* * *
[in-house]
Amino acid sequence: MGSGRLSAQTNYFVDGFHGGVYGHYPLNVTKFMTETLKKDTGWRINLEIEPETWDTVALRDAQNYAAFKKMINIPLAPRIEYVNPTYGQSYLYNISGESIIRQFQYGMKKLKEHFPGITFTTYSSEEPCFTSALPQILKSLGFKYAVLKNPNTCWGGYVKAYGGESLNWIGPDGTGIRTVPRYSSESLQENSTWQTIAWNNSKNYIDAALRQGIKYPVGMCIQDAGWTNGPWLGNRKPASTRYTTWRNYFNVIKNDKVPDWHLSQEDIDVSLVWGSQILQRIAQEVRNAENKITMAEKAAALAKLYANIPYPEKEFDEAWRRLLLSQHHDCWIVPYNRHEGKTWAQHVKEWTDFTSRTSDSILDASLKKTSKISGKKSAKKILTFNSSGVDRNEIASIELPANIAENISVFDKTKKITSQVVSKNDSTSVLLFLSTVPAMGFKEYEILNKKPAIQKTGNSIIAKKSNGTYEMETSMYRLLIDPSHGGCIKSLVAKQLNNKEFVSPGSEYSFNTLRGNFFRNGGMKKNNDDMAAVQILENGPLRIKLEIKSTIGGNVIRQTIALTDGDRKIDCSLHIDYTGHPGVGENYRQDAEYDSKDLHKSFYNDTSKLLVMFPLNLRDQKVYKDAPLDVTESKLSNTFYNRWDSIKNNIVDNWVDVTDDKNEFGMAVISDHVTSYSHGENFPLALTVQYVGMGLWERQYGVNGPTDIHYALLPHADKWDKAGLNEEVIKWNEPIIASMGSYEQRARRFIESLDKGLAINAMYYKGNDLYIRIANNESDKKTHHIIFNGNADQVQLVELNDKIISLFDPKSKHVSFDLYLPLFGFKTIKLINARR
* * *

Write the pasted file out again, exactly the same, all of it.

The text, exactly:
[in-house]
Amino acid sequence: MGSGRLSAQTNYFVDGFHGGVYGHYPLNVTKFMTETLKKDTGWRINLEIEPETWDTVALRDAQNYAAFKKMINIPLAPRIEYVNPTYGQSYLYNISGESIIRQFQYGMKKLKEHFPGITFTTYSSEEPCFTSALPQILKSLGFKYAVLKNPNTCWGGYVKAYGGESLNWIGPDGTGIRTVPRYSSESLQENSTWQTIAWNNSKNYIDAALRQGIKYPVGMCIQDAGWTNGPWLGNRKPASTRYTTWRNYFNVIKNDKVPDWHLSQEDIDVSLVWGSQILQRIAQEVRNAENKITMAEKAAALAKLYANIPYPEKEFDEAWRRLLLSQHHDCWIVPYNRHEGKTWAQHVKEWTDFTSRTSDSILDASLKKTSKISGKKSAKKILTFNSSGVDRNEIASIELPANIAENISVFDKTKKITSQVVSKNDSTSVLLFLSTVPAMGFKEYEILNKKPAIQKTGNSIIAKKSNGTYEMETSMYRLLIDPSHGGCIKSLVAKQLNNKEFVSPGSEYSFNTLRGNFFRNGGMKKNNDDMAAVQILENGPLRIKLEIKSTIGGNVIRQTIALTDGDRKIDCSLHIDYTGHPGVGENYRQDAEYDSKDLHKSFYNDTSKLLVMFPLNLRDQKVYKDAPLDVTESKLSNTFYNRWDSIKNNIVDNWVDVTDDKNEFGMAVISDHVTSYSHGENFPLALTVQYVGMGLWERQYGVNGPTDIHYALLPHADKWDKAGLNEEVIKWNEPIIASMGSYEQRARRFIESLDKGLAINAMYYKGNDLYIRIANNESDKKTHHIIFNGNADQVQLVELNDKIISLFDPKSKHVSFDLYLPLFGFKTIKLINARR